Written by Peter Lehner, Executive Director, NRDC (Natural Resources Defense Council)
Around this time last year, the Firebaugh-Las Deltas Unified School District in Fresno County, Calif., was able to reinstate the music program it had lost three years earlier. The district’s 2,300 kids got their music back, not because of a wildly successful candy sale, but because of a savvy investment in solar power that will save the district about $900,000 in its first five years, and a total of $9 million over 25 years. Enough to hire a music teacher and more.
Thanks to plummeting solar prices, high electric costs and public policies that promote clean energy, solar is creating powerful new opportunities for cash-strapped schools, freeing funds for music, art and other vital programs, and providing a real-world learning experience for students. Yet despite solar’s potential to revitalize education, too many schools are still on the sidelines, wondering how to get into the game.
That’s why NRDC is launching a new initiative, including our first-ever crowd-funding campaign, to help schools across the country go solar. We’re calling our effort Solar Schools: Powering Classrooms, Empowering Communities.
Kids are so excited by solar energy that schools and solar seems like an obvious partnership. The reality is that bringing the two together is often harder than it should be. Navigating the complex maze of state and local rules governing solar power can be vexing, to say the least. (During my own experience installing solar in my home, it seemed like every obstacle, intentional or accidental, was put in our way.) And school communities aren’t typically plugged into a network of solar experts who can help.
To bridge this gap, NRDC is developing an online platform that breaks down the process of getting solar into schools into bite-sized, achievable chunks and that connects school communities with experts and organizations that can support them each step of the way. My colleague, Nathanael Greene, describes the tool as a cross between TurboTax and Match.com — it provides the step-by-step guidance of tax software with a dating site’s ability to bring people together (although in this instance, you’ll find a mentor, not a date).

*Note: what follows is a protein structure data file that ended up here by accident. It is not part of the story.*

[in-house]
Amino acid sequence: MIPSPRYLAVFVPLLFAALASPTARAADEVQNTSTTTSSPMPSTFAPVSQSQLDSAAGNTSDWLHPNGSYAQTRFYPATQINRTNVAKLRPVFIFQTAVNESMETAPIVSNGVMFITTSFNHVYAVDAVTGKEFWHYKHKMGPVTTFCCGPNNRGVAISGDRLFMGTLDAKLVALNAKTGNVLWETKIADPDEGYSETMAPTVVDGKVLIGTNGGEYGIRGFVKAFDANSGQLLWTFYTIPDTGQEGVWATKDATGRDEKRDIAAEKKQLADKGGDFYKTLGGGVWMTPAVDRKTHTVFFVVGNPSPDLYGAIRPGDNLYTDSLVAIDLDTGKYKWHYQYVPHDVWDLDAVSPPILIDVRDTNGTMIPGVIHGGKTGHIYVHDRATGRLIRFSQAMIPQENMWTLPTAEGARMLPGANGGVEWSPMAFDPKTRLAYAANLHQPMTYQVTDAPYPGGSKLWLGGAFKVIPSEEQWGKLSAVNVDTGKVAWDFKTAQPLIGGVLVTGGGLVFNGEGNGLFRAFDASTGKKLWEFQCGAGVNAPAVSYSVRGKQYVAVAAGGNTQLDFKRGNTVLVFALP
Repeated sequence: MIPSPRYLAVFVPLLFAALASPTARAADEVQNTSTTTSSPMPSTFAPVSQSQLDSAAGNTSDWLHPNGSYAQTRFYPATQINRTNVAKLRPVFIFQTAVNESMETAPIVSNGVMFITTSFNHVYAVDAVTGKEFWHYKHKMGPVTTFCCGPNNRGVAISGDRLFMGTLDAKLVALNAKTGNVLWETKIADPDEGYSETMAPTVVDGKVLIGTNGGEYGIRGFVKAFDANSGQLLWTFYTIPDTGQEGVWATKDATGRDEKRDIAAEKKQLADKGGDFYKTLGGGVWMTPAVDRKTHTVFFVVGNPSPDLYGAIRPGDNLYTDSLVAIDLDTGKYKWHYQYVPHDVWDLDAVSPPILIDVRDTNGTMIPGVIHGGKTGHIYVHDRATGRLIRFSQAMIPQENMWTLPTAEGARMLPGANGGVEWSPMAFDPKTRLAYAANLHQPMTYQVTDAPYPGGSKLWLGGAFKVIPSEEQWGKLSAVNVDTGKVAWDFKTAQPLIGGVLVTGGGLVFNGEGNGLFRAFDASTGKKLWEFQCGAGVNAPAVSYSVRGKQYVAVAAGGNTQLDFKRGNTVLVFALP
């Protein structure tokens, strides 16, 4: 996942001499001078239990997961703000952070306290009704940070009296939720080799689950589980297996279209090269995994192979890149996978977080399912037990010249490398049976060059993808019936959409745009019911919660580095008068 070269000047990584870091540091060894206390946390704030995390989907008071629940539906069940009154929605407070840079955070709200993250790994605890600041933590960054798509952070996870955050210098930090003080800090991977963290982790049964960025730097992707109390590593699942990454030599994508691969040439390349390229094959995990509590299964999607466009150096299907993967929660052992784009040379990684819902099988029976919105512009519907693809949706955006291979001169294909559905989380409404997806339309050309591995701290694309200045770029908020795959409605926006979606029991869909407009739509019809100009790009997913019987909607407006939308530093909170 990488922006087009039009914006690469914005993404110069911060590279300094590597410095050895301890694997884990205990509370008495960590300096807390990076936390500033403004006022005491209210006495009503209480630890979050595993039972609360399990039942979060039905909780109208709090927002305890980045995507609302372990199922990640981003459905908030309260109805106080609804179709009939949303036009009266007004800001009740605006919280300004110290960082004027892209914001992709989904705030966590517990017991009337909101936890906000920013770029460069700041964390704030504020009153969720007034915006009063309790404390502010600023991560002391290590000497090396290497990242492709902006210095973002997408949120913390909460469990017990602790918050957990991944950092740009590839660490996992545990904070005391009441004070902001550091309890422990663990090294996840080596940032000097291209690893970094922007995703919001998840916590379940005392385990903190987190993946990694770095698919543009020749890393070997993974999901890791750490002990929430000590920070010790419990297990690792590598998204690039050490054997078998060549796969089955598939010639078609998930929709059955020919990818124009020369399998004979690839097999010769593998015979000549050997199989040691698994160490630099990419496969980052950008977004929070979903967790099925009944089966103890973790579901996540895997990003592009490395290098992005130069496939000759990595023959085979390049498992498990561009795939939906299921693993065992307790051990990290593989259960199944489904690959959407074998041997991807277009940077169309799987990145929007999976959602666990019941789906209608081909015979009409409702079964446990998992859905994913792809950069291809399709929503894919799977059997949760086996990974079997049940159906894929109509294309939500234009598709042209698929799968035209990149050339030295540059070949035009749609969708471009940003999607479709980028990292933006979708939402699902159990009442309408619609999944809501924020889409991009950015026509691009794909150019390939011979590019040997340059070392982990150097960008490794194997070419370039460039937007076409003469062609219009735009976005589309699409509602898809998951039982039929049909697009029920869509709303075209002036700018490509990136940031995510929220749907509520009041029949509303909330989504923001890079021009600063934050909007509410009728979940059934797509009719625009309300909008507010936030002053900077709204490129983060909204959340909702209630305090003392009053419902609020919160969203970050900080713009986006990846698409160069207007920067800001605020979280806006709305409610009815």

We’re using crowd-funding to get our pilot project going in a few select schools, not only to raise money, but to demonstrate widespread popular support for schools going solar. Solar energy opens up new opportunities for all kinds of schools, in all kinds of communities. Solar installations can help save key school programs by reducing the cost of energy and provide a new way to get kids inspired and excited, using hands-on science and math. Bringing solar energy to schools also brings clean energy and jobs to local communities, while reducing global warming pollution.
Our ultimate goal is to help every American school that wants solar power to get it — and all the educational, environmental and financial benefits that come with it — by providing the tools, training and guidance it takes to see a solar project through from start to finish.
I’ve seen first-hand the impact that a new solar installation can have on a school and a community. When I worked for the State of New York, we used some funds received in a legal settlement from polluters to install solar power on schools and town halls. The people in these communities were so proud and excited to be part of the future, rather than tied to the pollution of the past. They often learned about efficiency during the process and made even more energy and efficiency upgrades at the same time, doubling the payback. It was inspiring to see the difference a set of solar panels could make for a community.
Photo Credit: NRDC
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